Spoiler alert: Your current, top-of-the-line smartphone will be quite outdated by this time next year. That’s not entirely a bad thing: Advances in mobile technologies come at an astonishing pace, and smartphones will continue to get smarter and better as time goes on. So while you may think your current phone has a lot of nifty features, your next smartphone will be capable of even more. But what kinds of improvements can we expect from smartphones in 2013? By looking at today's smartphones, we can get a sense of the kinds of features smartphone makers will focus on in the coming months. Here are some of them.
Wireless charging:This isn’t anything new: For years now, you’ve been able to charge your smartphone wirelessly, thanks to battery cases and charging pads from companies such as Duracell and Energizer. Only recently, however, have we started to see smartphones with inductive charging coils built into the handset itself, obviating the need for special cases or battery packs in order to charge the phone wirelessly. You can recharge models such as the HTC Droid DNA and the Nokia Lumia 920 with any wireless charger that supports the Qi standard, and more Qi-compatible handsets are expected in coming months.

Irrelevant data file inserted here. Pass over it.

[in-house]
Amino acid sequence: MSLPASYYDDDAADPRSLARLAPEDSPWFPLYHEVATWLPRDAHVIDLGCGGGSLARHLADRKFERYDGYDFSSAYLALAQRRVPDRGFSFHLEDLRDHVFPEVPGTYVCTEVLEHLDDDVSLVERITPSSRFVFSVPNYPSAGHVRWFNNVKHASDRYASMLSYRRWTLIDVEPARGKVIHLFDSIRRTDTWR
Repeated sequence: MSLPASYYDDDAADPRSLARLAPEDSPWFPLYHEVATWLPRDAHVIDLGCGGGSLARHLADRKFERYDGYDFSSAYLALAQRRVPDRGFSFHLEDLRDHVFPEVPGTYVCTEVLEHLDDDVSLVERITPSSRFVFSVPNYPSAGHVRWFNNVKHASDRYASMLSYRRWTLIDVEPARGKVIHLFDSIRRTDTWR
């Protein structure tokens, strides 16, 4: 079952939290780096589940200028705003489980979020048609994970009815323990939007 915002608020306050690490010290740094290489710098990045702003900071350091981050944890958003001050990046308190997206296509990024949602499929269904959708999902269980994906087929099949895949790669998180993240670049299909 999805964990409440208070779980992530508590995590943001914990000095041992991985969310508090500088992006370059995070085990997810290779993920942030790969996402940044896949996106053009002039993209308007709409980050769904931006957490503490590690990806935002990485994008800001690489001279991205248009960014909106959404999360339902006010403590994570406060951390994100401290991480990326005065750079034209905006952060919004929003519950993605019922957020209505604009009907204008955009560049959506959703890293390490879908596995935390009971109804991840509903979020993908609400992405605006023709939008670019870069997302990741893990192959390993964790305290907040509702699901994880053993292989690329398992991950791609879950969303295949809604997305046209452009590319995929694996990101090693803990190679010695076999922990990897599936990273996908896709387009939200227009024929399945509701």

Quad-core becomes the norm: Phones with quad-core processors may be newcomers, but we expect that they will quickly become standard in 2013. These processors let you run more-advanced apps on your smartphone, and they are especially good for playing games with high-definition graphics. If you still use a phone that has a single-core processor, it may be time to consider upgrading to something with a little more oomph under the hood.
Bigger screens: The era of smartphones equipped with small screens is quickly coming to an end. Most of the phones released in 2012 had screens measuring 4.3 inches or greater, and that trend seems likely to continue in 2013. While having a large screen makes a phone difficult to use one-handed, the extra screen space does have some significant benefits: You can view more of your content without constantly having to zoom in and out, and typing on the onscreen keyboard is much more enjoyable, thanks to the buttons' being larger and easier to tap accurately.
NFC becomes big (again): Yes, it’s this old song and dance: Last year we predicted that near-field communication (NFC) would take off in 2012, and here we are a year later saying that it will surely happen in 2013. Most phones today ship with an NFC chip, though many manufacturers, retailers, and customers don’t seem to know what to do with the technology. Both Google and Microsoft let you use NFC to make purchases with your phone, but most people are reluctant to give up their physical wallet for a digital one. Samsung’s recent ad campaigns showing people sharing media via NFC may help in demonstrating ways that the technology can be useful for things besides mobile payments, but broad acceptance of near-field communication won't happen until the public is ready.
This story, "Future Tech 2013: Phones" was originally published by TechHive.